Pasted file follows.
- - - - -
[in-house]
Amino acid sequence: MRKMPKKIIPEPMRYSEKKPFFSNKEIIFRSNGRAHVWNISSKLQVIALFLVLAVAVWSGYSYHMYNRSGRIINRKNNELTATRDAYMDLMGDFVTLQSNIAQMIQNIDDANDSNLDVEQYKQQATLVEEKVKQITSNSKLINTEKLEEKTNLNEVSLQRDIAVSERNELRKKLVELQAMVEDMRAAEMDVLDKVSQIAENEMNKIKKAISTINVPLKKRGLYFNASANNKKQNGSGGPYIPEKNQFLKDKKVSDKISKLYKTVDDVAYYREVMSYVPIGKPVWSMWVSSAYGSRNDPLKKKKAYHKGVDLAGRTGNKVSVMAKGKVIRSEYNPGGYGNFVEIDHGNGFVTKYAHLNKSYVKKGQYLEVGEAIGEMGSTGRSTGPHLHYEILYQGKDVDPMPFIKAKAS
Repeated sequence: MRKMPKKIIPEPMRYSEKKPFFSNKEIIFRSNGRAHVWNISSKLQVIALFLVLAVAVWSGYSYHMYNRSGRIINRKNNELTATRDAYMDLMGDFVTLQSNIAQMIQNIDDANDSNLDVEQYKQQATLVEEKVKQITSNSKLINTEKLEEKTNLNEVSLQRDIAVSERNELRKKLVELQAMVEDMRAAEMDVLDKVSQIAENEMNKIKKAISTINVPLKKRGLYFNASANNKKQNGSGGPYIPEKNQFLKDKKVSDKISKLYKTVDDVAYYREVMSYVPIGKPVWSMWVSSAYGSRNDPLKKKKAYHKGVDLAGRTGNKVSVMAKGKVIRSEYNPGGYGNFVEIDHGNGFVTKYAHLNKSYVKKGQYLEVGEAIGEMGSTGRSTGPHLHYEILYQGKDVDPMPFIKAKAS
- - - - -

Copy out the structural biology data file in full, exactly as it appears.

[in-house]
Amino acid sequence: MRKMPKKIIPEPMRYSEKKPFFSNKEIIFRSNGRAHVWNISSKLQVIALFLVLAVAVWSGYSYHMYNRSGRIINRKNNELTATRDAYMDLMGDFVTLQSNIAQMIQNIDDANDSNLDVEQYKQQATLVEEKVKQITSNSKLINTEKLEEKTNLNEVSLQRDIAVSERNELRKKLVELQAMVEDMRAAEMDVLDKVSQIAENEMNKIKKAISTINVPLKKRGLYFNASANNKKQNGSGGPYIPEKNQFLKDKKVSDKISKLYKTVDDVAYYREVMSYVPIGKPVWSMWVSSAYGSRNDPLKKKKAYHKGVDLAGRTGNKVSVMAKGKVIRSEYNPGGYGNFVEIDHGNGFVTKYAHLNKSYVKKGQYLEVGEAIGEMGSTGRSTGPHLHYEILYQGKDVDPMPFIKAKAS
Repeated sequence: MRKMPKKIIPEPMRYSEKKPFFSNKEIIFRSNGRAHVWNISSKLQVIALFLVLAVAVWSGYSYHMYNRSGRIINRKNNELTATRDAYMDLMGDFVTLQSNIAQMIQNIDDANDSNLDVEQYKQQATLVEEKVKQITSNSKLINTEKLEEKTNLNEVSLQRDIAVSERNELRKKLVELQAMVEDMRAAEMDVLDKVSQIAENEMNKIKKAISTINVPLKKRGLYFNASANNKKQNGSGGPYIPEKNQFLKDKKVSDKISKLYKTVDDVAYYREVMSYVPIGKPVWSMWVSSAYGSRNDPLKKKKAYHKGVDLAGRTGNKVSVMAKGKVIRSEYNPGGYGNFVEIDHGNGFVTKYAHLNKSYVKKGQYLEVGEAIGEMGSTGRSTGPHLHYEILYQGKDVDPMPFIKAKAS